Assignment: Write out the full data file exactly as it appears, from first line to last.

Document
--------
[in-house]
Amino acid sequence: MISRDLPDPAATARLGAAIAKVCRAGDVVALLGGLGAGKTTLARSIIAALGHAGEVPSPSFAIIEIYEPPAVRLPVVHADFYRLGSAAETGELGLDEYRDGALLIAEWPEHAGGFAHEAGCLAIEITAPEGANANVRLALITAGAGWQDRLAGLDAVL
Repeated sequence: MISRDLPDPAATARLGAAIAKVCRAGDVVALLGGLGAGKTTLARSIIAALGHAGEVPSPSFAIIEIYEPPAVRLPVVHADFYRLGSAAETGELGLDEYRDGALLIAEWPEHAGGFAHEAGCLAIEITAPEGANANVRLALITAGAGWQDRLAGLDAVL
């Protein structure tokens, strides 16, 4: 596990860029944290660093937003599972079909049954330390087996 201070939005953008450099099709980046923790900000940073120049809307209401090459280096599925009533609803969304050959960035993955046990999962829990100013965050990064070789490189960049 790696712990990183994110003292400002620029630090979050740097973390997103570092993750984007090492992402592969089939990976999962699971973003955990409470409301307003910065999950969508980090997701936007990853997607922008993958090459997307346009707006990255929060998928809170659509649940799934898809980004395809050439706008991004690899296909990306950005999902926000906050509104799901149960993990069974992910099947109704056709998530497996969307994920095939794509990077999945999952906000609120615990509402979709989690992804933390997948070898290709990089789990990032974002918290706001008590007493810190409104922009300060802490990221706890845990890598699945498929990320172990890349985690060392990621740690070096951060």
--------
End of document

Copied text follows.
[in-house]
Amino acid sequence: MISRDLPDPAATARLGAAIAKVCRAGDVVALLGGLGAGKTTLARSIIAALGHAGEVPSPSFAIIEIYEPPAVRLPVVHADFYRLGSAAETGELGLDEYRDGALLIAEWPEHAGGFAHEAGCLAIEITAPEGANANVRLALITAGAGWQDRLAGLDAVL
Repeated sequence: MISRDLPDPAATARLGAAIAKVCRAGDVVALLGGLGAGKTTLARSIIAALGHAGEVPSPSFAIIEIYEPPAVRLPVVHADFYRLGSAAETGELGLDEYRDGALLIAEWPEHAGGFAHEAGCLAIEITAPEGANANVRLALITAGAGWQDRLAGLDAVL
């Protein structure tokens, strides 16, 4: 596990860029944290660093937003599972079909049954330390087996 201070939005953008450099099709980046923790900000940073120049809307209401090459280096599925009533609803969304050959960035993955046990999962829990100013965050990064070789490189960049 790696712990990183994110003292400002620029630090979050740097973390997103570092993750984007090492992402592969089939990976999962699971973003955990409470409301307003910065999950969508980090997701936007990853997607922008993958090459997307346009707006990255929060998928809170659509649940799934898809980004395809050439706008991004690899296909990306950005999902926000906050509104799901149960993990069974992910099947109704056709998530497996969307994920095939794509990077999945999952906000609120615990509402979709989690992804933390997948070898290709990089789990990032974002918290706001008590007493810190409104922009300060802490990221706890845990890598699945498929990320172990890349985690060392990621740690070096951060």